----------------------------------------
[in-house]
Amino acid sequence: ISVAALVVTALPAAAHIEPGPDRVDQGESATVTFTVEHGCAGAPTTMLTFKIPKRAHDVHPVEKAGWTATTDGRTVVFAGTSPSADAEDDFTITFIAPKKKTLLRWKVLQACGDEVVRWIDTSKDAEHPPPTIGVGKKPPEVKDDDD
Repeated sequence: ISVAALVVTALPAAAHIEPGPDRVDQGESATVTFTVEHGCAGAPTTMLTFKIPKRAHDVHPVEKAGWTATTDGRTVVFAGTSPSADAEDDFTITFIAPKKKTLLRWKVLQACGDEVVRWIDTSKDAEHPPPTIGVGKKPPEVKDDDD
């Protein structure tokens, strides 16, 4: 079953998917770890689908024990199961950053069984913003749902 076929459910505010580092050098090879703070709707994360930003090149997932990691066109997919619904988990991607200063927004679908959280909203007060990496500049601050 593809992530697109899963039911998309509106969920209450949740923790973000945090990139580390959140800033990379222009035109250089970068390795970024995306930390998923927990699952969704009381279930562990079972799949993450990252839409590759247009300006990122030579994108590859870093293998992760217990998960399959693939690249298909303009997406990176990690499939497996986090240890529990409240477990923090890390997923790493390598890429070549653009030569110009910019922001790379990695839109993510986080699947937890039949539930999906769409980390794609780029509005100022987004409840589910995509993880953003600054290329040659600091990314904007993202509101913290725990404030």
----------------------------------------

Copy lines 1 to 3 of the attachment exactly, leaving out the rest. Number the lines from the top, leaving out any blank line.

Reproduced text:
[in-house]
Amino acid sequence: ISVAALVVTALPAAAHIEPGPDRVDQGESATVTFTVEHGCAGAPTTMLTFKIPKRAHDVHPVEKAGWTATTDGRTVVFAGTSPSADAEDDFTITFIAPKKKTLLRWKVLQACGDEVVRWIDTSKDAEHPPPTIGVGKKPPEVKDDDD
Repeated sequence: ISVAALVVTALPAAAHIEPGPDRVDQGESATVTFTVEHGCAGAPTTMLTFKIPKRAHDVHPVEKAGWTATTDGRTVVFAGTSPSADAEDDFTITFIAPKKKTLLRWKVLQACGDEVVRWIDTSKDAEHPPPTIGVGKKPPEVKDDDD